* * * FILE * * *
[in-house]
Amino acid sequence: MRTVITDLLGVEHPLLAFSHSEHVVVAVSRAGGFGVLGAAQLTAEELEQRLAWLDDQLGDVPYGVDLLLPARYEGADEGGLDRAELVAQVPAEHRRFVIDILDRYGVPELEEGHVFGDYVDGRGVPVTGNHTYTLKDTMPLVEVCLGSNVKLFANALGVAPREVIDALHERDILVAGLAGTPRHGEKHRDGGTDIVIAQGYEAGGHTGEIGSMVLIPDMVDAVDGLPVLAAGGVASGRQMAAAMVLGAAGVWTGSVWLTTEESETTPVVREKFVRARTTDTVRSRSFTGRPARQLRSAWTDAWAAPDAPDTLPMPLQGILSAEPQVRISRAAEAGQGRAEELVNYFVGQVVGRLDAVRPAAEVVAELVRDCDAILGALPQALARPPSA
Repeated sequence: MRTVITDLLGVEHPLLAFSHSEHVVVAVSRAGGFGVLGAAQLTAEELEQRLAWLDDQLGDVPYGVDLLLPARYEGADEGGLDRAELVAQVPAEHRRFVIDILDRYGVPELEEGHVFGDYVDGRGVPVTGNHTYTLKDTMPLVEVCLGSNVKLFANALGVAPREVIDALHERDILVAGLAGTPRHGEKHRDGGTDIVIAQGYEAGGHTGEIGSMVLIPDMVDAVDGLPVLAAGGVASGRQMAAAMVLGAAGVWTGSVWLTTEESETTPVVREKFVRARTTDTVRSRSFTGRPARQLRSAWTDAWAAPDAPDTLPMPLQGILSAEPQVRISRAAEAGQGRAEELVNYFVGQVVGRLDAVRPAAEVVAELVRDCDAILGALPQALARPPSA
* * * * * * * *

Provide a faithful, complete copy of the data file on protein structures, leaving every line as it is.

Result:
[in-house]
Amino acid sequence: MRTVITDLLGVEHPLLAFSHSEHVVVAVSRAGGFGVLGAAQLTAEELEQRLAWLDDQLGDVPYGVDLLLPARYEGADEGGLDRAELVAQVPAEHRRFVIDILDRYGVPELEEGHVFGDYVDGRGVPVTGNHTYTLKDTMPLVEVCLGSNVKLFANALGVAPREVIDALHERDILVAGLAGTPRHGEKHRDGGTDIVIAQGYEAGGHTGEIGSMVLIPDMVDAVDGLPVLAAGGVASGRQMAAAMVLGAAGVWTGSVWLTTEESETTPVVREKFVRARTTDTVRSRSFTGRPARQLRSAWTDAWAAPDAPDTLPMPLQGILSAEPQVRISRAAEAGQGRAEELVNYFVGQVVGRLDAVRPAAEVVAELVRDCDAILGALPQALARPPSA
Repeated sequence: MRTVITDLLGVEHPLLAFSHSEHVVVAVSRAGGFGVLGAAQLTAEELEQRLAWLDDQLGDVPYGVDLLLPARYEGADEGGLDRAELVAQVPAEHRRFVIDILDRYGVPELEEGHVFGDYVDGRGVPVTGNHTYTLKDTMPLVEVCLGSNVKLFANALGVAPREVIDALHERDILVAGLAGTPRHGEKHRDGGTDIVIAQGYEAGGHTGEIGSMVLIPDMVDAVDGLPVLAAGGVASGRQMAAAMVLGAAGVWTGSVWLTTEESETTPVVREKFVRARTTDTVRSRSFTGRPARQLRSAWTDAWAAPDAPDTLPMPLQGILSAEPQVRISRAAEAGQGRAEELVNYFVGQVVGRLDAVRPAAEVVAELVRDCDAILGALPQALARPPSA